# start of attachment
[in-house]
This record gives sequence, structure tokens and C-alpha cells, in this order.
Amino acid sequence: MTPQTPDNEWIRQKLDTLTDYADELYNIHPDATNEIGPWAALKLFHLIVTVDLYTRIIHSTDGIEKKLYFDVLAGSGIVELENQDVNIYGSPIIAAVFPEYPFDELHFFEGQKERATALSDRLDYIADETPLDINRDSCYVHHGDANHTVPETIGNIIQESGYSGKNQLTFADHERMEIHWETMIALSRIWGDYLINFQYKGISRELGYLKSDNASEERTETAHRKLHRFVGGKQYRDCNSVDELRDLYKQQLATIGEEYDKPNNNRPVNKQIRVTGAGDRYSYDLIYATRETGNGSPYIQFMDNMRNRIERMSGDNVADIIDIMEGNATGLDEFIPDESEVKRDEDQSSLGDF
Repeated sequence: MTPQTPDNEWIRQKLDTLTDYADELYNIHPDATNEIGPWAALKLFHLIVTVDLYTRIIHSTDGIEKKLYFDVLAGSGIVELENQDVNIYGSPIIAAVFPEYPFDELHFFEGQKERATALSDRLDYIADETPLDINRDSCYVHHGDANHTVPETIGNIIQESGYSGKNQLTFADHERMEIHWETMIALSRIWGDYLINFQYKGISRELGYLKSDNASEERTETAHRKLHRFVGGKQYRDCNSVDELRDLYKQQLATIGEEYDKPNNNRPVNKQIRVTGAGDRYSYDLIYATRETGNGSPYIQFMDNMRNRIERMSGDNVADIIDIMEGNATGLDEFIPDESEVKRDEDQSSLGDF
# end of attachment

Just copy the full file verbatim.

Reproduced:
[in-house]
This record gives sequence, structure tokens and C-alpha cells, in this order.
Amino acid sequence: MTPQTPDNEWIRQKLDTLTDYADELYNIHPDATNEIGPWAALKLFHLIVTVDLYTRIIHSTDGIEKKLYFDVLAGSGIVELENQDVNIYGSPIIAAVFPEYPFDELHFFEGQKERATALSDRLDYIADETPLDINRDSCYVHHGDANHTVPETIGNIIQESGYSGKNQLTFADHERMEIHWETMIALSRIWGDYLINFQYKGISRELGYLKSDNASEERTETAHRKLHRFVGGKQYRDCNSVDELRDLYKQQLATIGEEYDKPNNNRPVNKQIRVTGAGDRYSYDLIYATRETGNGSPYIQFMDNMRNRIERMSGDNVADIIDIMEGNATGLDEFIPDESEVKRDEDQSSLGDF
Repeated sequence: MTPQTPDNEWIRQKLDTLTDYADELYNIHPDATNEIGPWAALKLFHLIVTVDLYTRIIHSTDGIEKKLYFDVLAGSGIVELENQDVNIYGSPIIAAVFPEYPFDELHFFEGQKERATALSDRLDYIADETPLDINRDSCYVHHGDANHTVPETIGNIIQESGYSGKNQLTFADHERMEIHWETMIALSRIWGDYLINFQYKGISRELGYLKSDNASEERTETAHRKLHRFVGGKQYRDCNSVDELRDLYKQQLATIGEEYDKPNNNRPVNKQIRVTGAGDRYSYDLIYATRETGNGSPYIQFMDNMRNRIERMSGDNVADIIDIMEGNATGLDEFIPDESEVKRDEDQSSLGDF